All is not entirely well with the kale though, with some of the tops of the plants infested with aphids of some sort. I just cut off the affected parts of the plant and chucked them away. It adds to my suspicion that netting brassicas causes as many problems as it solves. Especially if the butterflies keep turning up on the wrong side of the nets.
That said, there is still rather a lot of kale. Let the other half’s joy be unconfined.
* Pedantic entomologists will tell you that there is no such thing as a cabbage white butterfly. They can feel free to identify this one in the comments; until then, it’s a cabbage white.
July 28, 2014
Here’s a little mystery for you all: where are all the caterpillars? We picked some kale a few weeks back and despite them being netted, there were a few green caterpillars lurking on the leaves, more or less as I expected. Since then we’ve had lots of lovely weather and lots of white butterflies fluttering about the plot but when I pulled up the netting to have a look and pick off the worst of the infestation before it got out of hand there weren’t any. And nor is it the effectiveness of my netting, either, because there are none on the purple sprouting broccoli either, which is unnetted. Very odd. And yes, I do realise that by posting this I will be completely inundated with the things before the week is out.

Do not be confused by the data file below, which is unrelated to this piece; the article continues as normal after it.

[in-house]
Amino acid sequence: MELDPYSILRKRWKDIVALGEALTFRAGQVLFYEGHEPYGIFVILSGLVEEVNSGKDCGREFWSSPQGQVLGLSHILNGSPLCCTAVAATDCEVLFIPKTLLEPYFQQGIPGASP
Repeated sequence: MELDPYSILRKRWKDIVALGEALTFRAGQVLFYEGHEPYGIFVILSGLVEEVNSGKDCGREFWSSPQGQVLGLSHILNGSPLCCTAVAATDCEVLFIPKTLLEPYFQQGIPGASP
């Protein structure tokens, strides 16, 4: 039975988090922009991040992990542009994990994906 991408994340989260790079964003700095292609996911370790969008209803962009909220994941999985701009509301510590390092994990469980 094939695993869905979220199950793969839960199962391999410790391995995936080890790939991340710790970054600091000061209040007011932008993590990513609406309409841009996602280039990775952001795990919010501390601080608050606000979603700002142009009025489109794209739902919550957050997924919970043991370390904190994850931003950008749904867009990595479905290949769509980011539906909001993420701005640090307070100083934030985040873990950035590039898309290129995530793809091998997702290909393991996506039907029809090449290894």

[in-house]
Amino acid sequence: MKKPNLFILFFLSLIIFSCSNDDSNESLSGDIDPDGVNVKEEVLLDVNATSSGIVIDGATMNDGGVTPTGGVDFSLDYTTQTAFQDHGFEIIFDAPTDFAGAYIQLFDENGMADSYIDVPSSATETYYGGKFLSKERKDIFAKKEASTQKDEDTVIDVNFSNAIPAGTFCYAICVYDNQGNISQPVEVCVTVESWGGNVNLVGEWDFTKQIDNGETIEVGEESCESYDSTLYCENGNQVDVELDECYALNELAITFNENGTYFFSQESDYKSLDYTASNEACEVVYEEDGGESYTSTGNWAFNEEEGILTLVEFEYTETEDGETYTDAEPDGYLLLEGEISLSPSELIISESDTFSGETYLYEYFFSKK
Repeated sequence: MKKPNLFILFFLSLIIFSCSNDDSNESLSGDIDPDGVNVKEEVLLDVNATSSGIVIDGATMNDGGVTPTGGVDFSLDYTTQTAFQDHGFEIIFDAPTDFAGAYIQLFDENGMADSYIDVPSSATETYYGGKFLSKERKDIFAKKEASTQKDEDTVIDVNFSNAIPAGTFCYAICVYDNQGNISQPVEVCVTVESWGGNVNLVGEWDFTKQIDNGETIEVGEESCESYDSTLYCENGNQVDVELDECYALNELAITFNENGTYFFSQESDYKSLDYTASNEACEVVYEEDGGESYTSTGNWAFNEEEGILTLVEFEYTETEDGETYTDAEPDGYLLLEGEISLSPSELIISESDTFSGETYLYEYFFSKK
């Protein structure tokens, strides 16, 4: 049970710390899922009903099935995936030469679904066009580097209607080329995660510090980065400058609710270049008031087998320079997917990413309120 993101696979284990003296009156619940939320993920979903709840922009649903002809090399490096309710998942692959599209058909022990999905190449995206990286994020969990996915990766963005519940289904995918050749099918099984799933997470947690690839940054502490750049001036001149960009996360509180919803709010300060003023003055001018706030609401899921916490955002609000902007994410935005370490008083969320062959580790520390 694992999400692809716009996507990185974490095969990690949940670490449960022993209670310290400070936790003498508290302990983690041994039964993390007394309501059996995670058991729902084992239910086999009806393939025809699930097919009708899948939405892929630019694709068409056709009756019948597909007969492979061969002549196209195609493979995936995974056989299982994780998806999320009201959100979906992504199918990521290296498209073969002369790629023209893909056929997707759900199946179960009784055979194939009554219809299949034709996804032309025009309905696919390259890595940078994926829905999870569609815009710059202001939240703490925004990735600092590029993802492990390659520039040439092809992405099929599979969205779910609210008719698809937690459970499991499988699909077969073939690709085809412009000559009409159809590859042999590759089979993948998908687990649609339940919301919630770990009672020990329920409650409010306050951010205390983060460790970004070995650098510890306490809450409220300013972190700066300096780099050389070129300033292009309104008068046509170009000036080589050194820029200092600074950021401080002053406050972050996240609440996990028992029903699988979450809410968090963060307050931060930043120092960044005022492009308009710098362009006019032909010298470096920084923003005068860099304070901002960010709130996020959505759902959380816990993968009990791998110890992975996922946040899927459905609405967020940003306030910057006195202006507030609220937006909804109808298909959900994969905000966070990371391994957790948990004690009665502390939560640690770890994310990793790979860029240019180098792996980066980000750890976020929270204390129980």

And here’s another question: if a gardener who doesn’t particularly like tomatoes, peppers, courgettes, cucumbers or chillies were to suddenly find themselves with the use of a greenhouse (what can I say, it was just looking sad and empty and I couldn’t resist), what should she grow in it? Beyond ‘extra salad’, I’m struggling a little, frankly, although there are some in the village who use theirs to get extra early potatoes. I suppose I could grow tomatoes, peppers, courgettes, cucumbers and chillies for the other half, who likes all of those things and has been struggling bravely through a diet of kale and, er, more kale in recent years.